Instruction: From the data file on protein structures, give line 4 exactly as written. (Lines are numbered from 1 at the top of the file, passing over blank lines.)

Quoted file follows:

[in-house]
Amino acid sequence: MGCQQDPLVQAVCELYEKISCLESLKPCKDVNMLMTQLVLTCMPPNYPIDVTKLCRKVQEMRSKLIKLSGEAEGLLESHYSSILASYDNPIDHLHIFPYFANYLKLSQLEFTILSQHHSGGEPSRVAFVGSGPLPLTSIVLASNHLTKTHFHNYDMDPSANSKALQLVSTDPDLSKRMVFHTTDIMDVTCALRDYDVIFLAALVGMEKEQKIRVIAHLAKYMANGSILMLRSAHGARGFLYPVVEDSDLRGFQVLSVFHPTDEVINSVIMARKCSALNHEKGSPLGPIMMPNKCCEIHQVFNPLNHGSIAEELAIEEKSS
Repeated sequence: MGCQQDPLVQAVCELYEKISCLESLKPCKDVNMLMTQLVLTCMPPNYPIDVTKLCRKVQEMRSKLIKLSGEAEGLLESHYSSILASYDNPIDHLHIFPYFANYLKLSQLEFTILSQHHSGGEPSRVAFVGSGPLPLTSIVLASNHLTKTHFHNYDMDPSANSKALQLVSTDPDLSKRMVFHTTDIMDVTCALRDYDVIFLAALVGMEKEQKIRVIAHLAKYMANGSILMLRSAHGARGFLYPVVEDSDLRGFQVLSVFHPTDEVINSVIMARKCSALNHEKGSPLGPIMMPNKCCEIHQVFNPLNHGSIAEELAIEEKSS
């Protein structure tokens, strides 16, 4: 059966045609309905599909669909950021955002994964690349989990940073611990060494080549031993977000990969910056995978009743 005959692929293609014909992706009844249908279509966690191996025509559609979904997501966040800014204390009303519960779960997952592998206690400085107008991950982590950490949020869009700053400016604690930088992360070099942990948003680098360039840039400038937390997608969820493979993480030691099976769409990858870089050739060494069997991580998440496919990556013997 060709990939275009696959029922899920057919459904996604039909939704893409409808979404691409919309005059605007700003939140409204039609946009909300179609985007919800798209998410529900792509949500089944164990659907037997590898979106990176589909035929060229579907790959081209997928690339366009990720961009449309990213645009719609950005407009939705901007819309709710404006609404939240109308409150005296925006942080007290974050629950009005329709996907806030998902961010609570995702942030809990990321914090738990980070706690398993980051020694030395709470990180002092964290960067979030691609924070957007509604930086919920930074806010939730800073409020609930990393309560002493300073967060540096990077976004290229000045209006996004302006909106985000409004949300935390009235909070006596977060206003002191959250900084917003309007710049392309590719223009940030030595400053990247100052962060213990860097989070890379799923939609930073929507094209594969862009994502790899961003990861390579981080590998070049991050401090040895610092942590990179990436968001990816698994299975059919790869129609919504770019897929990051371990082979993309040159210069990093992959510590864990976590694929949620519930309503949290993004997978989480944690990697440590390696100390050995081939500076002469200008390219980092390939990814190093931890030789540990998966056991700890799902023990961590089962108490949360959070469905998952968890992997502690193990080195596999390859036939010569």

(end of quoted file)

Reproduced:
């Protein structure tokens, strides 16, 4: 059966045609309905599909669909950021955002994964690349989990940073611990060494080549031993977000990969910056995978009743 005959692929293609014909992706009844249908279509966690191996025509559609979904997501966040800014204390009303519960779960997952592998206690400085107008991950982590950490949020869009700053400016604690930088992360070099942990948003680098360039840039400038937390997608969820493979993480030691099976769409990858870089050739060494069997991580998440496919990556013997 060709990939275009696959029922899920057919459904996604039909939704893409409808979404691409919309005059605007700003939140409204039609946009909300179609985007919800798209998410529900792509949500089944164990659907037997590898979106990176589909035929060229579907790959081209997928690339366009990720961009449309990213645009719609950005407009939705901007819309709710404006609404939240109308409150005296925006942080007290974050629950009005329709996907806030998902961010609570995702942030809990990321914090738990980070706690398993980051020694030395709470990180002092964290960067979030691609924070957007509604930086919920930074806010939730800073409020609930990393309560002493300073967060540096990077976004290229000045209006996004302006909106985000409004949300935390009235909070006596977060206003002191959250900084917003309007710049392309590719223009940030030595400053990247100052962060213990860097989070890379799923939609930073929507094209594969862009994502790899961003990861390579981080590998070049991050401090040895610092942590990179990436968001990816698994299975059919790869129609919504770019897929990051371990082979993309040159210069990093992959510590864990976590694929949620519930309503949290993004997978989480944690990697440590390696100390050995081939500076002469200008390219980092390939990814190093931890030789540990998966056991700890799902023990961590089962108490949360959070469905998952968890992997502690193990080195596999390859036939010569």